Top Ten Tuesday is a weekly meme hosted by The Broke and the Bookish. This week’s topic is top ten books on my fall to-be-read list. Here’s what I’m going to be reading in the next few months.
My Fall TBR
Adam of the Road – Elizabeth Gray Vining
“A road's a kind of holy thing,” said Roger the Minstrel to his son, Adam. “That's why it's a good work to keep a road in repair, like giving alms to the poor or tending the sick. It's open to the sun and wind and rain. It brings all kinds of people and all parts of England together. And it's home to a minstrel, even though he may happen to be sleeping in a castle.”
And Adam, though only eleven, was to remember his father's words when his beloved dog, Nick, was stolen, and Roger had disappeared, and he found himself traveling alone along these same great roads, searching the fairs and market towns for his father and his dog.
Touching the Void: The True Story of One Man’s Miraculous Survival – Joe Simpson
Touching the Void is the tale of two mountaineers’ harrowing ordeal in the Peruvian Andes. In the summer of 1985, two young, headstrong mountaineers set off to conquer an unclimbed route. They had triumphantly reached the summit, when a horrific accident mid-descent forced one friend to leave another for dead.
Endurance: Shackleton’s Incredible Voyage – Alfred Lansing
In December 1914 Sir Ernest Shackleton and a crew of twenty-seven men set sail from South Georgia for the South Pole aboard the Endurance, the object of their expedition to cross Antarctica overland. A month later the ship was beset in the ice of the Weddell Sea, just outside the Antarctic Circle. Temperatures dropped to 35 degrees Celsius below zero. Ice-moored, the Endurance drifted northwest for ten months before it was finally crushed. The ordeal, however, had barely begun.
All the Broken Pieces: A Novel in Verse – Ann E. Burg
Two years after being airlifted out of war-torn Vietnam, Matt Pin is haunted: by bombs that fell like dead crows, by the family—and the terrible secret—he left behind. Now, inside a caring adoptive home in the United States, a series of profound events force him to choose between silence and candor, blame and forgiveness, fear and freedom.
The Poet’s Handbook – Judson Jerome
Judson Jerome's years of experience as both a poet and a teacher come together to expertly guide you through the poetry writing process. You'll learn how to merge mechanics with art to produce poetry that will endure. You'll discover the meanings and uses of a wide variety of poetic terms, illustrated with the works of such poets as Dylan Thomas, Robert Frost, and John Gardner. Jerome also includes a versification chart, an index to poetry terms, and indexes to poems/poets quoted in the book, making this book equally valuable for quick reference or in-depth study.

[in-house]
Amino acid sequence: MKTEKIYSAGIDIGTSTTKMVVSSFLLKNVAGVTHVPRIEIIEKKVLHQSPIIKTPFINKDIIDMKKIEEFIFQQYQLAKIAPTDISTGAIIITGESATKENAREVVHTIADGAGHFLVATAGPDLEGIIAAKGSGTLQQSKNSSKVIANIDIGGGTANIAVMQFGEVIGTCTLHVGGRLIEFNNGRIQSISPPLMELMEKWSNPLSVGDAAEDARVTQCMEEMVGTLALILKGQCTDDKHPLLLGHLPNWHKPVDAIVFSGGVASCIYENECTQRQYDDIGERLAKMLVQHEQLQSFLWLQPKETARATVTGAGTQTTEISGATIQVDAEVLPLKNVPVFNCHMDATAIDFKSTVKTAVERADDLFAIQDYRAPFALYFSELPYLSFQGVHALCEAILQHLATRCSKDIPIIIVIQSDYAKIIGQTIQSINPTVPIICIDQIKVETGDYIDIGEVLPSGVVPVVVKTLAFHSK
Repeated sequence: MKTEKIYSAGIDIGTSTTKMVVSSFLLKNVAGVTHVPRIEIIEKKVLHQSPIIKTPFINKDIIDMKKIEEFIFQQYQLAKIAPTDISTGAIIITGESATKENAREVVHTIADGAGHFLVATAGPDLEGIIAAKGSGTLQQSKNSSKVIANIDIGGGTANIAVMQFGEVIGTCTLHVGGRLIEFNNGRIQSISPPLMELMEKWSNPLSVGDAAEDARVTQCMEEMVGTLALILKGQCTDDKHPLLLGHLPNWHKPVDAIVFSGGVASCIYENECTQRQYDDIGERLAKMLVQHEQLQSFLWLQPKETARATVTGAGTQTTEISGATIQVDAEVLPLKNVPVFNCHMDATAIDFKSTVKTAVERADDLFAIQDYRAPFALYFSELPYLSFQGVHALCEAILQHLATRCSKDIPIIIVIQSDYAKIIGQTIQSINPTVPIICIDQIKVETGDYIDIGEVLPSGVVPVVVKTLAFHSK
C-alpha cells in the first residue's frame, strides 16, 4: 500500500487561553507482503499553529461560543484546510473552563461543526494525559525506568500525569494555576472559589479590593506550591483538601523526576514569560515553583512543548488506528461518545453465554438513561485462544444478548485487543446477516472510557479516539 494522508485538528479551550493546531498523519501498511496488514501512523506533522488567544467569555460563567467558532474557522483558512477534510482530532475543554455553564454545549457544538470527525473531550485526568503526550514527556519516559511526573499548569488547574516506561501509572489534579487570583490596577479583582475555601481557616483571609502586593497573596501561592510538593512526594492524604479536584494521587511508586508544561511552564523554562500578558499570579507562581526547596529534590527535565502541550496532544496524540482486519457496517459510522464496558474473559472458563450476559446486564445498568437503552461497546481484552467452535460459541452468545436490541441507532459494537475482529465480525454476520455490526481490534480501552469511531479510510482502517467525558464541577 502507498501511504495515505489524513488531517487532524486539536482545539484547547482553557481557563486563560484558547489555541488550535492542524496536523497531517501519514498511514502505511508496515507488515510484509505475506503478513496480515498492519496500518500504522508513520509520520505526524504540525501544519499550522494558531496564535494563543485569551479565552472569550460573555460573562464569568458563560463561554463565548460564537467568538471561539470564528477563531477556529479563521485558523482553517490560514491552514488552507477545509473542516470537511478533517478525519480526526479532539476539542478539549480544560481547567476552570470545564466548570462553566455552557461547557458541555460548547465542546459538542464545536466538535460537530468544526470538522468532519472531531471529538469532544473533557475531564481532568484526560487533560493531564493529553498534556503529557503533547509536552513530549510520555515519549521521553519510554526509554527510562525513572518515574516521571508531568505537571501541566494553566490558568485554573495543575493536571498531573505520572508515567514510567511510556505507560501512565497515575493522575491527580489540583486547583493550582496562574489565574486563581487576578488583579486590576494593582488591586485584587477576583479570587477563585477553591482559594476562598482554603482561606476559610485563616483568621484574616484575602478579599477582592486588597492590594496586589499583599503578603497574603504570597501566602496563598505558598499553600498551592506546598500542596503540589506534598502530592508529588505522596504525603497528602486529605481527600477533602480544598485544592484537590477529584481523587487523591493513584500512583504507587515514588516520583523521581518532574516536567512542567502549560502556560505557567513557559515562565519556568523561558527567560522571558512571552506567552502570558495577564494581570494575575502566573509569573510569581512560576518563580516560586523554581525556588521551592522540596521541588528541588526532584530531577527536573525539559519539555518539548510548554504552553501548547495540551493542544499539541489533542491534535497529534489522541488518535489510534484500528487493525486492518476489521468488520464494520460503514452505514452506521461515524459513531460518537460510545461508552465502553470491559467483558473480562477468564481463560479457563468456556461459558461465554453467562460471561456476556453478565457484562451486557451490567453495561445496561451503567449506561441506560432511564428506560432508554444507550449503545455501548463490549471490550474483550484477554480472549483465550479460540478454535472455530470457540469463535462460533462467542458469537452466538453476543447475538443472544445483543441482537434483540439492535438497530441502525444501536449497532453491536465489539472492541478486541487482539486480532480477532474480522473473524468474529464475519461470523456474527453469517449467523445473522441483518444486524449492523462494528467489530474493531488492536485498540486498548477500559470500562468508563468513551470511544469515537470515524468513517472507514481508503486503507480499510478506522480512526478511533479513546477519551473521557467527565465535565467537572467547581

The Stranger Beside Me – Ann Rule
Ann Rule was a writer working on the biggest story of her life, tracking down a brutal mass-murderer. Little did she know that Ted Bundy, her close friend, was the savage slayer she was hunting.
Smoke Gets In Your Eyes: And Other Lessons From The Crematory – Caitlin Doughty
Most people want to avoid thinking about death, but Caitlin Doughty—a twenty-something with a degree in medieval history and a flair for the macabre—took a job at a crematory, turning morbid curiosity into her life’s work. Thrown into a profession of gallows humor and vivid characters (both living and very dead), Caitlin learned to navigate the secretive culture of those who care for the deceased.
State Of Wonder – Ann Patchett
As Dr. Marina Singh embarks upon an uncertain odyssey into the insect-infested Amazon, she will be forced to surrender herself to the lush but forbidding world that awaits within the jungle. Charged with finding her former mentor Dr. Annick Swenson, a researcher who has disappeared while working on a valuable new drug, she will have to confront her own memories of tragedy and sacrifice as she journeys into the unforgiving heart of darkness.
The Stranger In The Woods: The Extraordinary Story Of The Last True Hermit – Michael Finkel
In 1986, a shy and intelligent twenty-year-old named Christopher Knight left his home in Massachusetts, drove to Maine, and disappeared into the forest. He would not have a conversation with another human being until nearly three decades later, when he was arrested for stealing food. Living in a tent even through brutal winters, he had survived by his wits and courage, developing ingenious ways to store edibles and water, and to avoid freezing to death. He broke into nearby cottages for food, clothing, reading material, and other provisions, taking only what he needed but terrifying a community never able to solve the mysterious burglaries. Based on extensive interviews with Knight himself, this is a vividly detailed account of his secluded life—why did he leave? What did he learn?—as well as the challenges he has faced since returning to the world. It is a gripping story of survival that asks fundamental questions about solitude, community, and what makes a good life, and a deeply moving portrait of a man who was determined to live his own way, and succeeded.
The One Hundred Nights Of Hero – Isabel Greenberg
In the Empire of Migdal Bavel, Cherry is married to Jerome, a wicked man who makes a diabolical wager with his friend Manfred: if Manfred can seduce Cherry in one hundred nights, he can have his castle—and Cherry.
But what Jerome doesn't know is that Cherry is in love with her maid Hero. The two women hatch a plan: Hero, a member of the League of Secret Story Tellers, will distract Manfred by regaling him with a mesmerizing tale each night for 100 nights, keeping him at bay. Those tales are beautifully depicted here, touching on themes of love and betrayal and loyalty and madness.
Have you read any of these? What did you think?